- The Washington Times - Saturday, May 5, 2007

From combined dispatches

VIRGINIA BEACH — Republican presidential hopeful Mitt Romney wooed Christian conservatives yesterday, but passed up a chance to address their concerns about his Mormon roots.

In his commencement address at Pat Robertson’s Regent University, the former Massachusetts governor urged graduates to lead lives of service.

“America needs great Americans today perhaps more than ever,” Mr. Romney said, citing the Virginia Tech shootings and the specter of terrorists such as Osama bin Laden who are contemplating “another Holocaust.”

Mr. Robertson’s invitation for Mr. Romney to be the keynote speaker had upset some students, who posted negative messages on Regent’s internal electronic bulletin board and sent e-mails to faculty members and administrators.

A Republican presidential candidate himself in 1988 and founder of the Christian Coalition, Mr. Robertson asked Mr. Romney to speak because the former governor is a proven leader and “leadership is a primary force here,” school spokeswoman Judy Baker said.

Mr. Robertson’s Christian Broadcasting Network mentions Mormonism on its Web site on a page with the title, “How Do I Recognize a Cult?”

“The Mormon church is a prosperous, growing organization that has produced many people of exemplary character,” the site says. “But when it comes to spiritual matters, the Mormons are far from the truth.”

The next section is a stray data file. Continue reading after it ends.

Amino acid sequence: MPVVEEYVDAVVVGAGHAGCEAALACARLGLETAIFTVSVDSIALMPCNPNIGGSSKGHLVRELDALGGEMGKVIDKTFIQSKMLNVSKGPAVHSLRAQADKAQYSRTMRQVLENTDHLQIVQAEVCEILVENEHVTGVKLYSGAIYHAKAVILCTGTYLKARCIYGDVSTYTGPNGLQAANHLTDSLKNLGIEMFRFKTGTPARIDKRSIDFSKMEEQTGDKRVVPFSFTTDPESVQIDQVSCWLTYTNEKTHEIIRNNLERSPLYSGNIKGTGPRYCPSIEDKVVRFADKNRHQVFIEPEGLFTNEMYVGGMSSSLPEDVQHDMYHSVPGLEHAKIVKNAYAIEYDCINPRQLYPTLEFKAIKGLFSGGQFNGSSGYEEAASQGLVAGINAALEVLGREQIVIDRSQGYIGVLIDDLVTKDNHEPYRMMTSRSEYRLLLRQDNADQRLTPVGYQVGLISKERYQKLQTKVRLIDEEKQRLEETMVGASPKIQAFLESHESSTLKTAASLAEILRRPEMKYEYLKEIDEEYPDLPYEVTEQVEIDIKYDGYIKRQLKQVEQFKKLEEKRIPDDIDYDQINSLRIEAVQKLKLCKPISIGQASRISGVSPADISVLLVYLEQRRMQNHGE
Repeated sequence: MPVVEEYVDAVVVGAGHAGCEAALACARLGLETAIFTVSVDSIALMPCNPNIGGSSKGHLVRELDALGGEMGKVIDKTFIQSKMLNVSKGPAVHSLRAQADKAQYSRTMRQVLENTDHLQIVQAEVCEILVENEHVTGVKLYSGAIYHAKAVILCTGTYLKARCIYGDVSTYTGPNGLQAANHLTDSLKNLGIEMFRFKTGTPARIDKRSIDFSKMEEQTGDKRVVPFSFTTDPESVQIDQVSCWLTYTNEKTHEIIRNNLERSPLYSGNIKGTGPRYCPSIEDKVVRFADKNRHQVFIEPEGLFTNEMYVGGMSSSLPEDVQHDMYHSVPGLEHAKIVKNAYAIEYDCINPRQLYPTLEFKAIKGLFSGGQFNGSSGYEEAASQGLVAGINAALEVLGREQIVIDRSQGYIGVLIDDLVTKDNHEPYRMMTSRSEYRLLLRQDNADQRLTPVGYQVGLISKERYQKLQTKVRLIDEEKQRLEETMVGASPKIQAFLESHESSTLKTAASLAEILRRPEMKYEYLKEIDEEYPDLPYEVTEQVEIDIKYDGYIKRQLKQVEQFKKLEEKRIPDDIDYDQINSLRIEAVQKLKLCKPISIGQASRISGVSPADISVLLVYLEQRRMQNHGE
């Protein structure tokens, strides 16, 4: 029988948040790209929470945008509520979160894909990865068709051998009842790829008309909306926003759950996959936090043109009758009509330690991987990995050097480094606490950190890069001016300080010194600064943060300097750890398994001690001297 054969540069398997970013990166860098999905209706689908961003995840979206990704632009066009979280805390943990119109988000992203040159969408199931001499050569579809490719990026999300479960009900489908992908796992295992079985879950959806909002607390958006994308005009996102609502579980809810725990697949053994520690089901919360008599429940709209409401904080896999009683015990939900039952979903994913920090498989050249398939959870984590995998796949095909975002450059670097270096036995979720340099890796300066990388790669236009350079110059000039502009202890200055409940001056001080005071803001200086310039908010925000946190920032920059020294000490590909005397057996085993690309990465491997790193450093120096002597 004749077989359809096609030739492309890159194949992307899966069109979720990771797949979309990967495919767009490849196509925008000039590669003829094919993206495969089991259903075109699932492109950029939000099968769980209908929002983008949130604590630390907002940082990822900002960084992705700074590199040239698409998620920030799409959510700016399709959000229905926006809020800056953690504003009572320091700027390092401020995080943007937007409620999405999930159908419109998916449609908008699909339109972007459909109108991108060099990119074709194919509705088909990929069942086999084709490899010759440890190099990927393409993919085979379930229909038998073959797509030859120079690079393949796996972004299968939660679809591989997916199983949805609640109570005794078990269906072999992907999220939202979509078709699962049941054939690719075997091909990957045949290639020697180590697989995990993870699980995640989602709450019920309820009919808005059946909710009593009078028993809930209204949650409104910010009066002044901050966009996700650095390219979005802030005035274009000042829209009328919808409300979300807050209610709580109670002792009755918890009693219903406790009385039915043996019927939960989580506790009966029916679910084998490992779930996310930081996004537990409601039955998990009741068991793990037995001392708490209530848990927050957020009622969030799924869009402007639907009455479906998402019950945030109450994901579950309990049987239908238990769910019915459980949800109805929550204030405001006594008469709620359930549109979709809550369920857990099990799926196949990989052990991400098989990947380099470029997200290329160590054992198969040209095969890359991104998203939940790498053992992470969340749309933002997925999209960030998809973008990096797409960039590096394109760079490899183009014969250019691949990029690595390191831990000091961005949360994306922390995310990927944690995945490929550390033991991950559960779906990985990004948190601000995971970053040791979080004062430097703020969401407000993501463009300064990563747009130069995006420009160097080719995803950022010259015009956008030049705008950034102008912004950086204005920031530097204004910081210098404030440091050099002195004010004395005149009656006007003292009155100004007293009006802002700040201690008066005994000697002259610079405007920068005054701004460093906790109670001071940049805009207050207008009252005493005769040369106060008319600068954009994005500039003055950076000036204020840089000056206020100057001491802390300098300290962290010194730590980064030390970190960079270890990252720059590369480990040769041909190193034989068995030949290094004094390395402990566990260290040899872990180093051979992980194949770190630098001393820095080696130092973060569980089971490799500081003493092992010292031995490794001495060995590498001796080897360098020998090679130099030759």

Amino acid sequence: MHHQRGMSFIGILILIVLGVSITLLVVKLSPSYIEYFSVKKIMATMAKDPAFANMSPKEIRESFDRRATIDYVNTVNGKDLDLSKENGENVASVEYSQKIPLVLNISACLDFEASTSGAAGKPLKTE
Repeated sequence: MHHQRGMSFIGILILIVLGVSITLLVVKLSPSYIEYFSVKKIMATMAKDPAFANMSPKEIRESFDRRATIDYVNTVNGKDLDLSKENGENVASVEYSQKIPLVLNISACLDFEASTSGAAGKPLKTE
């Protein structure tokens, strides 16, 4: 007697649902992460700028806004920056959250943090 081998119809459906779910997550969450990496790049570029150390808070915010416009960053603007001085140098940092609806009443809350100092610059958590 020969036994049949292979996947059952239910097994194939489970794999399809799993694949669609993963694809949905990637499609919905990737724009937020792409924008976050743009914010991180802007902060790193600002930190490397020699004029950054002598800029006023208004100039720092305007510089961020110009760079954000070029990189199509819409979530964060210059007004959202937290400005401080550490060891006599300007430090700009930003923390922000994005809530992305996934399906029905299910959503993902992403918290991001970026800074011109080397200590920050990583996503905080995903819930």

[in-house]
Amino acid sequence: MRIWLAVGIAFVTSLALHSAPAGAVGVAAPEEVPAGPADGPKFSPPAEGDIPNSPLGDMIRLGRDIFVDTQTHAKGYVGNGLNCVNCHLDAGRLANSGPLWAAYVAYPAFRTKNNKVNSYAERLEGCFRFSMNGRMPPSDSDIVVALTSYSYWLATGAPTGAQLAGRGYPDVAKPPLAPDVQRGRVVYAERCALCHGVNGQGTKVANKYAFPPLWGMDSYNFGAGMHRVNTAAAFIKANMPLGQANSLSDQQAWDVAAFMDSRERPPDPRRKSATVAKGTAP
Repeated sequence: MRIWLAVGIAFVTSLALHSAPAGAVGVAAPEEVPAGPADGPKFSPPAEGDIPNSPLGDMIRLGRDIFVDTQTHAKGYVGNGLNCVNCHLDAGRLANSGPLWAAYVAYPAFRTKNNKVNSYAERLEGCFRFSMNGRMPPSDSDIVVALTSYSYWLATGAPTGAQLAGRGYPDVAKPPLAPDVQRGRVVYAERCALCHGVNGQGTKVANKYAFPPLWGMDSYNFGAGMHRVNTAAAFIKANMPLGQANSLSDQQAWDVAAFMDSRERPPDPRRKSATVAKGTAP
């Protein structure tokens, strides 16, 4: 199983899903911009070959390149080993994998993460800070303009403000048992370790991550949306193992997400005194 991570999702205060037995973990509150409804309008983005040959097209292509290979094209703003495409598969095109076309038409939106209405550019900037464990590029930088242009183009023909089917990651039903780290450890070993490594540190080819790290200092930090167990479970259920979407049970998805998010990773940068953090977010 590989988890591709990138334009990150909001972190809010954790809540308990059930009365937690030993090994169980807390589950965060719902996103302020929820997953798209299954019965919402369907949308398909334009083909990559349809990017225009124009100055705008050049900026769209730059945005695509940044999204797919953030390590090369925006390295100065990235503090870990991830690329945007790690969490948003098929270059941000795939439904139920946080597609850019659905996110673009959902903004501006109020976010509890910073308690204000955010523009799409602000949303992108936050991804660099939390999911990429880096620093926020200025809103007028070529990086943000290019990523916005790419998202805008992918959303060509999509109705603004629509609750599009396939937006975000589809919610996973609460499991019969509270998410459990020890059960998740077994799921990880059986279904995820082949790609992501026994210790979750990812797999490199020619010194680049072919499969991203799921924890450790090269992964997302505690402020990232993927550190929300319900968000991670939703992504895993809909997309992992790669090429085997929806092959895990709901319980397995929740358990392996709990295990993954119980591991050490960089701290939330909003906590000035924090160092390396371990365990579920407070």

Mr. Romney commended Mr. Robertson for building a center of learning grounded in faith and that his devotion is an inspiration. He said Regent was an example of Mr. Robertson’s dedication to strengthening the pillars of this country: education, fellowship and advancement.

Mr. Robertson, Regent’s chancellor, introduced Mr. Romney as a highly educated “person of great distinction.”

Although Mr. Romney mentioned faith and made some biblical references, he did not cite specific religions.

Founded in 1978, Regent has about 5,000 students. This year’s graduating class, with 1,005 students, is the school’s largest graduating class, Mr. Robertson noted.

A second Republican presidential candidate, former New York City Mayor Rudolph W. Giuliani, who is Catholic, is to speak at Regent’s executive leadership program in June.

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